SEC Looks to Modernize the Fund Names Rule

Justice Martin

Associate Editor

Loyola University Chicago School of Law, JD 2024

On May 25th, 2022, the Securities and Exchange Commission (SEC) issued a proposal to the Investment Company Act of 1940 Rule 35d-1 which expands on a rule that mostly regulates fund names.  The SEC has decided to take these measures to combat “greenwashing”; a marketing ploy used by fund investors to draw in socially conscious investors for investments that are anything but sustainable. The SEC believes investors lack comparable, consistent, reliable information on ESG products.  This article will discuss these new proposals and what they mean for important stakeholders.

The Emergence of ESG

Nowadays, when listening to the media discuss investing, one term is becoming more and more relevant: ESG.  ESG stands for Environmental, Social, and Governance, and more investment firms are creating funds that pertain to this area. For example, the 1919 Socially Responsive Balanced Fund does not invest in any company that earns more than 5% revenue from tobacco production or sales.  Furthermore, the fund avoids companies that manufacture nuclear weapons.

With the increase of ESG-centered funds, the SEC decided that many investors may not know what that means and could be led astray by fund managers.  In response, the SEC published proposals to the Names Rule to protect these investors and provide more information on the relatively new area of focus.

History of the Names Rule

Prior to the proposed amendments, the current version of the Names Rule has been in effect since 2001.  It was initially enacted to ensure that a fund’s name does not misrepresent the fund’s investments and risks.  The rule generally required that if a fund name suggested that a fund has an investment focus that is specialized to an industry, geography, or type of investment, or that a fund is tax-exempt, the fund must invest 80% of the net value of its assets consistent with the fund name.  Further, the fund can either designate the 80% investment policy as non-fundamental or fundamental.  “Fundamental” means that the policy cannot be changed without shareholder approval, or the investment manager must provide investors with 60 days’ notice of any change in the investment policy.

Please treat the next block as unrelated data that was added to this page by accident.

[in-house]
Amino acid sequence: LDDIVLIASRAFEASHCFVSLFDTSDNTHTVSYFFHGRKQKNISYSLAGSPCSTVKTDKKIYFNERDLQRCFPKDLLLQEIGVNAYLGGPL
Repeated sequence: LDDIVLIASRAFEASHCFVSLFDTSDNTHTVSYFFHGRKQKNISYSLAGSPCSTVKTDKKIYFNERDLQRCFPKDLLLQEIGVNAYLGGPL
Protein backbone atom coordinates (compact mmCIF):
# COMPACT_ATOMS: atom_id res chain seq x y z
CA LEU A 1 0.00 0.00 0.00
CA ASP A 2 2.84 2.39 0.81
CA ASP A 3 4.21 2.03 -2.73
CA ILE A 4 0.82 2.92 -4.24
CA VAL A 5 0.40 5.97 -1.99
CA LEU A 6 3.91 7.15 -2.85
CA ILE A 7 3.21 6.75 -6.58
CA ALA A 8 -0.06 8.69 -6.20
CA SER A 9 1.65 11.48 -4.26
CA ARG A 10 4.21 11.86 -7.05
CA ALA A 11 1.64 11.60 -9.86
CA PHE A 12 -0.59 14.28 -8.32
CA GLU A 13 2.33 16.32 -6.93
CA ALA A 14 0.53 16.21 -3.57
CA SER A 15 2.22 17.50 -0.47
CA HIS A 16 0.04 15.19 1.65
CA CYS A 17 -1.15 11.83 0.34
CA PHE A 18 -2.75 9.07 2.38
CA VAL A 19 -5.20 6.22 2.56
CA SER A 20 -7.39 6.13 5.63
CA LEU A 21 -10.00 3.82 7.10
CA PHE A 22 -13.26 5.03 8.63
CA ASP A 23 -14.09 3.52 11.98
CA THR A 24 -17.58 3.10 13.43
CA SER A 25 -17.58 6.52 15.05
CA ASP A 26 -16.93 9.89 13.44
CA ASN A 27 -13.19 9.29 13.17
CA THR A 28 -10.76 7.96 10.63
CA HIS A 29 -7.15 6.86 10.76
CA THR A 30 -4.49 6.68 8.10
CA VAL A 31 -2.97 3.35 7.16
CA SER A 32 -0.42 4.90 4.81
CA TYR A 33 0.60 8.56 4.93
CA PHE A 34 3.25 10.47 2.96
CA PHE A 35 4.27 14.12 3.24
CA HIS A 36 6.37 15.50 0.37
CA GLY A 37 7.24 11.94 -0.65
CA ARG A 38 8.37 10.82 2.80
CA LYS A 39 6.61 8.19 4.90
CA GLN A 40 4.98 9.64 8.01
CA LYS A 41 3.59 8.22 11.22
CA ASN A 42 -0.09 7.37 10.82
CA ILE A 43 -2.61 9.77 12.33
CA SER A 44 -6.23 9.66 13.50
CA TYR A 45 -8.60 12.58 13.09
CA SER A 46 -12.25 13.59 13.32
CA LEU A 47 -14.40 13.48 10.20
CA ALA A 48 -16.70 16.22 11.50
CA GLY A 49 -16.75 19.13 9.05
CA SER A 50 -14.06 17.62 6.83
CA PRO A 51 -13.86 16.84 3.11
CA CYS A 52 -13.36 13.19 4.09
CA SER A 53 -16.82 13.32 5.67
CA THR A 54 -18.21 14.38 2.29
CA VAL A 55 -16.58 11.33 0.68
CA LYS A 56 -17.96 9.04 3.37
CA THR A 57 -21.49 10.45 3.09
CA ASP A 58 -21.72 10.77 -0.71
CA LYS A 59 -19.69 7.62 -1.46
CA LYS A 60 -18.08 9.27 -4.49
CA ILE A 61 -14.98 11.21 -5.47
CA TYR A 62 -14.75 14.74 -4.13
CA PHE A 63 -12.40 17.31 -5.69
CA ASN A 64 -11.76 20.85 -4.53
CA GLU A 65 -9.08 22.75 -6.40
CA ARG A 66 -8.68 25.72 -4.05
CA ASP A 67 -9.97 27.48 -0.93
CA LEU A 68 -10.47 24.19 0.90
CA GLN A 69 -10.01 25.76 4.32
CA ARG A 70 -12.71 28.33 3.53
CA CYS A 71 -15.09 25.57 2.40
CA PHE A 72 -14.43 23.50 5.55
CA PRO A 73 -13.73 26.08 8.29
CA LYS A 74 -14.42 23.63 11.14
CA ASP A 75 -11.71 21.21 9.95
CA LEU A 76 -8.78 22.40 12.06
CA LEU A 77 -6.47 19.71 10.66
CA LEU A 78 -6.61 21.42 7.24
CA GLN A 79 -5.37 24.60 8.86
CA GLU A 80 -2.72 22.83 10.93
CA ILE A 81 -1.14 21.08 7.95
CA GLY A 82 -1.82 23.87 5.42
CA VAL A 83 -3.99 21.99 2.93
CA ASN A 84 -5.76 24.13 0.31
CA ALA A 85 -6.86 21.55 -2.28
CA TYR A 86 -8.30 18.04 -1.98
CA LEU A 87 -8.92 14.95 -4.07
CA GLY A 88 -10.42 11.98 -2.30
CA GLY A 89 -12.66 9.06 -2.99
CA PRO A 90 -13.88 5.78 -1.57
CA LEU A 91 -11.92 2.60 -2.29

What are some of the proposed amendments?

Some, but not all of the general highlights of the proposed amendments are as follows:  The SEC will allow temporary departures from the 80% investment policy stated above but only under specifically enumerated circumstances. The SEC wants to expand the scope of the rule to apply to any fund name that includes terms that suggest that the fund focuses on investments with particular characteristics, including the ESG Factors.

Furthermore, the commission is aiming for more clear information to be added to prospectuses for investors.  Amendments such as a “plain English provision will require that the prospectus include terms consistent with plain English or well-known industry use.  Accompanying the requirement of plain English is the requirement of defined terms within the prospectus that include the criteria for the selection of investments that are used in the fund’s name.  This is to ensure that investors have adequate information that is not ambiguous or misleading.

Lastly, a “no safe harbor” provision will hold fund managers accountable for using the remaining 20% of their net assets to invest in anything antithetical to the fund’s investment focus.  If the SEC determines that a fund manager is investing 20% of its net assets in something that does not align with the fund’s stated focus, then the fund will be out of compliance with the new rule.

Challenges/feedback with proposed amendments?

After these proposals are made there is usually some time for public comment before the rules are published in the Federal Registrar.  Specifically, the SEC has allowed 60 days for public comment on this proposal.  Some important critiques that have been brought to the forefront of this proposal within legal departments nationally, these critiques include the emphasis on subjectivity with these new proposals.  For example, it is up to the commission’s discretion to decide when a fund is not meeting the 80% policy or if a fund is using the remaining 20% of net assets on investments that are antithetical to the fund’s investment focus.  This may give the commission too much power and lead to unfair treatment and in turn, an increase in legal disputes between investment managers and the commission.  Ultimately, only time will tell how these new regulations impact important stakeholders, however, it is without question that some sort of effort to update the Investment Company Act of 1940 is well overdue.